This is interesting, and it is from a Democratic site..Excerpts
"There has been considerable speculation since last Tuesday that President Bush's victory in the presidential election was largely due to improved turnout and support for the president among strongly religious voters. This speculation has been reinforced by the finding in the national exit polls that 22 percent of voters cited "moral values" as the most important issue in the election and the adoption by overwhelming margins of constitutional amendments banning gay marriage in 11 states. But the evidence from the 2000 and 2004 national exit polls does not support this theory. First, there was almost no difference in reported frequency of church attendance between the voters in 2000 and the voters in 2004"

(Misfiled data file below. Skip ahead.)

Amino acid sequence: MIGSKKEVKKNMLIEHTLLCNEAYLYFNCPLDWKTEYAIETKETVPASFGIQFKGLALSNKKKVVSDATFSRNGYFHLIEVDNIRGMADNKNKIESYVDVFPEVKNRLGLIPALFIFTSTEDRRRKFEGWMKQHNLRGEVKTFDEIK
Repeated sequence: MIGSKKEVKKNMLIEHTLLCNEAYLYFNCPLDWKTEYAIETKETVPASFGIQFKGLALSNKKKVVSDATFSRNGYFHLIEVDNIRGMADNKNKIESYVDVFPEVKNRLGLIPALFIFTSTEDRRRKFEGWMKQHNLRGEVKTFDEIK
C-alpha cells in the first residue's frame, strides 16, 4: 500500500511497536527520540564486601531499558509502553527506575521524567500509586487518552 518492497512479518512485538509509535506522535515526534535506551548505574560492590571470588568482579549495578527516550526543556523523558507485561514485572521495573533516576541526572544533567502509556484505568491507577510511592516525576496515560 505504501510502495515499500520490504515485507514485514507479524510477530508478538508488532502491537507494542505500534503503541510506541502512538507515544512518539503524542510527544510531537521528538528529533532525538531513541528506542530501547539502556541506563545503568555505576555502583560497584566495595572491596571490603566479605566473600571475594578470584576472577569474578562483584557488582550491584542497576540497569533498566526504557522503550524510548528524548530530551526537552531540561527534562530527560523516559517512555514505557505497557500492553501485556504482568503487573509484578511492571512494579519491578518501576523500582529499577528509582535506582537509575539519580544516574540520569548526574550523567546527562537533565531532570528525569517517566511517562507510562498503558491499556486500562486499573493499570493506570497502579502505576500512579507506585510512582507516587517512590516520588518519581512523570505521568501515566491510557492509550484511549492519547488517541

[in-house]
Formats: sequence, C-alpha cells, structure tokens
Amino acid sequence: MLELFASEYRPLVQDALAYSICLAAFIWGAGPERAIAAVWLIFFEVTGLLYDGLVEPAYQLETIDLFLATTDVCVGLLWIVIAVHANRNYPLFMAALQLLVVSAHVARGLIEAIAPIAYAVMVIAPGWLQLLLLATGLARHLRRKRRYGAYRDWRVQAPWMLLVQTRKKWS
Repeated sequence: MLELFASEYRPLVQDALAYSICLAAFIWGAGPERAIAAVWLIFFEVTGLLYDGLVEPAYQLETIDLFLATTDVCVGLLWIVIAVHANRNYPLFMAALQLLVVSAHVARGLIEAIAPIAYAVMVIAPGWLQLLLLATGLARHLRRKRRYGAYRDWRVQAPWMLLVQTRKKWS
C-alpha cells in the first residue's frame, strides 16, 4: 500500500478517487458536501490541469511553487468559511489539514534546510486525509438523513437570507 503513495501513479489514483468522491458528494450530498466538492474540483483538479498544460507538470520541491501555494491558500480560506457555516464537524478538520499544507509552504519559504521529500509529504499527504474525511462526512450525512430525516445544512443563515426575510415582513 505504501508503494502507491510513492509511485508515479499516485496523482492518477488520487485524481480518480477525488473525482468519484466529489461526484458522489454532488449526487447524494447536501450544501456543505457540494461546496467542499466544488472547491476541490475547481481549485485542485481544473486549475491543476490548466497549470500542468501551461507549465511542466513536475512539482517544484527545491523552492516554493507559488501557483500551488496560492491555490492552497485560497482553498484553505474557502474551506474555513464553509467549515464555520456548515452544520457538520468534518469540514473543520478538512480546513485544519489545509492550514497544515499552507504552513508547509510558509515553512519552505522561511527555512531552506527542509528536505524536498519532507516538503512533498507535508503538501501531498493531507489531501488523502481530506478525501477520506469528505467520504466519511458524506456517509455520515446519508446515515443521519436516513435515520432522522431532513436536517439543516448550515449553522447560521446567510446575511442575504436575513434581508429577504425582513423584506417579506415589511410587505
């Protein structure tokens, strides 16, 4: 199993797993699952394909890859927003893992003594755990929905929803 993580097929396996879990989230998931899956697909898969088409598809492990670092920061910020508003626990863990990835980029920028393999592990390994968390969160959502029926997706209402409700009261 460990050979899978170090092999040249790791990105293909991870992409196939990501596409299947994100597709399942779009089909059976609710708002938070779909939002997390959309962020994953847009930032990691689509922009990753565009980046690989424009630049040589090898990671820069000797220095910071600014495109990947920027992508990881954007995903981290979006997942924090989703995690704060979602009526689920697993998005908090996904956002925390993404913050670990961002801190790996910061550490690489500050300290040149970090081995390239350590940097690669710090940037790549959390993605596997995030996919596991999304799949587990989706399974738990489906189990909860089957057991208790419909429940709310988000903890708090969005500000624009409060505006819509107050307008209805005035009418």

Ok..It was not the Christians..so
"More importantly, between 2000 and 2004, President Bush's largest gains occurred among less religious voters, not among more religious voters. Among those attending services more than weekly and those attending every week, support for Bush rose by 1 percent, from 63 percent in 2000 to 64 percent in 2004. However, among those attending services a few times a month, support for Bush rose by 4 points, from 46 percent to 50 percent, among those attending only a few times a year, support for Bush rose by 3 points, from 42 percent to 45 percent, and among those never attending services, support for Bush rose by 4 points, from 32 percent to 36 percent."
So he gained with less religous voters, But the left still cries " Blame those Christians!!"
"Bottom line: the President made gains across the board among voters, regardless of their degree of religious commitment but he made his largest gains among less religious voters"